History of Freemasonry

The origins of Freemasonry prior to 1691 are lost in the mists of time.  But Freemasonry, as we know it today, is based on the first Grand Lodge founded on 24 June 1717 formed by four London Lodges. The oldest of which was thought to have existed in 1646.

While there are many theories there is no concrete evidence of where Freemasonry originated. Nevertheless it is generally agreed that freemasonry developed from the medieval stonemasons. These were the operative masons who built the cathedrals and castles.

For security they met and lived in buildings or Lodges. To enable the Master in charge to ascertain the range of skills of the travelling stonemasons, who came to offer their services, the stonemasons guilds, like other crafts or guilds, developed basic ceremonies for passing their skills onto new apprentices. Therefore, like all Guilds, when the apprentice stonemason had achieved a certain skill level he was informed of certain recognition signs, tokens and words.

This was necessary as there were no trade union cards, nationally recognised examination bodies or certificates of apprenticeship. But, these  recognition signs were used to regulate the craft. Communication of these signs, tokens and words enabled the Master Mason in charge of a project to know a man’s ability.

These signs, tokens and words were closely guarded secrets and, to ensure that the young apprentice understood their importance to the craft, there were many blood curdling oaths placed on him. These have no place in today's society but the initiate is informed that these were once traditional to becoming a stone mason.

The signs in the ovals, in the picture opposite, are the recognition marks of stonemasons who worked on Egyptian temples over 3,000 years ago. It is reference to these signs, tokens and words which Freemasons today observe and are related to the signs to know a Mason by.

No one knows why, but in the  early 1600s, these operative Lodges began to admit non stonemasons. They were “accepted” or “gentlemen” masons. Gradually they took over and became Lodges of free and accepted or speculative masons, no longer having any ‘practical’ connection with the stonemasons’ craft.

In 1646 Elias Ashmole, the Antiquary and Founder of the Ashmolean Museum in Oxford, records in his diary that he was made a Free Mason at his father-in-law’s house in Warrington. None of those present, had any connection with operative masonry. Therefore, as speculative Freemasonry,  it must have been in operation before that date!

Another theory, which could run alongside, is that freemasonry was started because the late 1500s or early 1600s was a period of  religious and political turmoil and intolerance. It was difficult to express differences of political and religious opinion. Opposing views often split families and resulted in the English Civil War of 1642 to 1646.

Supporters of this theory state that the originators of Freemasonry were men who wished to promote tolerance and build a better world in which men of differing opinions could peacefully co-exist and work together for the betterment of mankind. In the custom of their times they used allegory and symbolism to pass on their ideas.

They borrowed their central allegory from the Bible; in which the only building described in any detail is King Solomon’s Temple. They then used the stonemasons’ tools as the emblems to practically illustrate the principles they were putting forward. This being based on the square and compass. Then they used the recognition signs to ensure that their assemblies were not infiltrated by anyone who would report them or cause a problem.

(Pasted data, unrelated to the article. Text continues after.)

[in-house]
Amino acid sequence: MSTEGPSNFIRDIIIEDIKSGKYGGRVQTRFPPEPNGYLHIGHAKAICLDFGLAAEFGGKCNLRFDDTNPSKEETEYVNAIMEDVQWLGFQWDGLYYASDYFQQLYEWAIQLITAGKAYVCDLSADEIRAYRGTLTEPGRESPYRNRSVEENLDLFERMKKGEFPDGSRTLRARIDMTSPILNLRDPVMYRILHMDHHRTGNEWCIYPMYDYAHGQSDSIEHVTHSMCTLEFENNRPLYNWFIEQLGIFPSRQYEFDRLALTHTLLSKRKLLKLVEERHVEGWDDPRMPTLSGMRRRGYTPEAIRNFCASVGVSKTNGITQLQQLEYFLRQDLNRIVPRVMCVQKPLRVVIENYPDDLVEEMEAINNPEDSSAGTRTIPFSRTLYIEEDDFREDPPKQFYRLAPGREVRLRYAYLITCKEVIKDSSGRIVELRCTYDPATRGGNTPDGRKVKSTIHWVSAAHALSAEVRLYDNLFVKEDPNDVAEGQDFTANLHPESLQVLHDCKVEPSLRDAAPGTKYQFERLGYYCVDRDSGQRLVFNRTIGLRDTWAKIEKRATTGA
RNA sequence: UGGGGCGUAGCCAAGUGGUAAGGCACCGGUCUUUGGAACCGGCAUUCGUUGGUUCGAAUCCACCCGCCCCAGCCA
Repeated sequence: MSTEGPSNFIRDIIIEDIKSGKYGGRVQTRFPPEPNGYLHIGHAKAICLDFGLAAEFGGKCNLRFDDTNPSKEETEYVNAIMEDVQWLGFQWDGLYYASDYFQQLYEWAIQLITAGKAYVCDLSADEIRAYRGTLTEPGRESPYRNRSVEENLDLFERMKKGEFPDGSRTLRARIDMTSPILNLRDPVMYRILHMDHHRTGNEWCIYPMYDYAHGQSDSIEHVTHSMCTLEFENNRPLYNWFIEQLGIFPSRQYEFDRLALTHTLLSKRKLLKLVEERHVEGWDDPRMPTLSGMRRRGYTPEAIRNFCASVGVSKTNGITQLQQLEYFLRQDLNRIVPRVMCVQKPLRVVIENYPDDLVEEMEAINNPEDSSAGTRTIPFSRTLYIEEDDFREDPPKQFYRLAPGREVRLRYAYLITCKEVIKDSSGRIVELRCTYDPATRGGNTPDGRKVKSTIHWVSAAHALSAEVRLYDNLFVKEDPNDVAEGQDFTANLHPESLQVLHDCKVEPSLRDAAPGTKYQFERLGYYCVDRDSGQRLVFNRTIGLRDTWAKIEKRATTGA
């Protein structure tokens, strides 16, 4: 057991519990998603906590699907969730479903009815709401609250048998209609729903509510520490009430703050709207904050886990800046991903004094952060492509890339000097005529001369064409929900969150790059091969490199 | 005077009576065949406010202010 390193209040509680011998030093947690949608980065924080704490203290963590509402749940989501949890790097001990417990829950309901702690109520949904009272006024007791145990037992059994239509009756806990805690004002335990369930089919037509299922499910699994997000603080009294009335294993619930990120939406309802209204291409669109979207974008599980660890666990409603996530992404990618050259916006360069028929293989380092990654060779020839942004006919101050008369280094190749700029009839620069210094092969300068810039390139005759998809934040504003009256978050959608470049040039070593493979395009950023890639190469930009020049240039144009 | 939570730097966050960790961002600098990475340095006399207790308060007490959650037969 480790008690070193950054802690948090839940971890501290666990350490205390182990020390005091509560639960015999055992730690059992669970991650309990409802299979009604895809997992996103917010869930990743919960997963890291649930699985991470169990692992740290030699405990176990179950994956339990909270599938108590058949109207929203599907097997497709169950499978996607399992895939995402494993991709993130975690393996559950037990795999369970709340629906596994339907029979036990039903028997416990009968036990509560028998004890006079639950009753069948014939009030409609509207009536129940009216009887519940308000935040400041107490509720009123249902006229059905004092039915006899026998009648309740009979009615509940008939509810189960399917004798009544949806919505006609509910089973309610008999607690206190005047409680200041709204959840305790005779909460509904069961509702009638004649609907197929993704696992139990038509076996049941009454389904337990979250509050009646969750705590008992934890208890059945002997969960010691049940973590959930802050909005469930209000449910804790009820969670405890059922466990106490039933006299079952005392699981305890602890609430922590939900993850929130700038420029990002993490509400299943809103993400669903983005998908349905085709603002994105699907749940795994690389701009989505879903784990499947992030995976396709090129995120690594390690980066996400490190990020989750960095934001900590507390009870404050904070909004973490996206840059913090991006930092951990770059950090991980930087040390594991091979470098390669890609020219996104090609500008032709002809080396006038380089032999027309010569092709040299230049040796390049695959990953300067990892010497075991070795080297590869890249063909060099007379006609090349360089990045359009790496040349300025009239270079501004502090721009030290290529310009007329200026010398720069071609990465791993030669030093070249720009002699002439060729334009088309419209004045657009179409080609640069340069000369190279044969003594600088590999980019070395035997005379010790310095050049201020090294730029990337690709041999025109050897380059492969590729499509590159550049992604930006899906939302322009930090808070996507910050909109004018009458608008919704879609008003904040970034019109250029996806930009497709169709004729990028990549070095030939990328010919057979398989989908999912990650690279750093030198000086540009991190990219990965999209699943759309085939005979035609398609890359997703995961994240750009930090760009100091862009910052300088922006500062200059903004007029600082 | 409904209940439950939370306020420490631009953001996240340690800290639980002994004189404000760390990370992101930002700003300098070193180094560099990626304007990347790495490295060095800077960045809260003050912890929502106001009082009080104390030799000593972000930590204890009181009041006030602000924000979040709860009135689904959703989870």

History of Freemasonry

The reason for the strong charitable ethic of Freemasonry dates back to the 1600s when there was no welfare state, so becoming disabled or falling ill meant relying on friends or the Poor Law for help. Many trades had “box clubs” which grew out of members putting money into a communal box, so that if they fell on hard times they could apply for relief from the box. 

These box clubs had many characteristics of early Masonic Lodges; meeting in taverns, simple initiation ceremonies and passwords.

Premier Grand Lodge was established in 1717 and Freemasonry grew in popularity, becoming world wide and attracting many famous and notable personalities.

In 1721 Grand Lodge began to be a regulatory body and in 1723, as the membership grew, a ‘Book of  Constitutions’ was published which outlined the rules and regulations governing freemasonry. In 1730, with more than 100 Lodges under its jurisdiction, it had begun to operate a central charity fund.

In 1751, a rival Grand Lodge, the Antients, was formed as it was claimed that the original Grand Lodge, the Moderns, had departed from the established customs of the Craft. When the Duke of Sussex became the Grand Master of the Moderns and his brother the Duke of Kent became Grand Master of the Ancients the two rival Grand Lodges came together on 27 December 1813, under the Grand Mastership of HRH Prince Augustus Frederick, Duke of Sussex, the sixth son of King George III.

The Book of Constitutions, which ‘governs’ the craft has been reprinted and gone through many editions since its initial publication, but the fundamental rules laid down in 1723 still apply today.

World wide there are over six million Freemasons. Today there are approaching 9,000 lodges in England and Wales attended by over 200,000 brethren. In Gloucestershire there are 82 lodges meeting in 19 Masonic halls attended by 3,000 brethren. 9 lodges meet in Cheltenham Masonic hall which is used by 400 brethren

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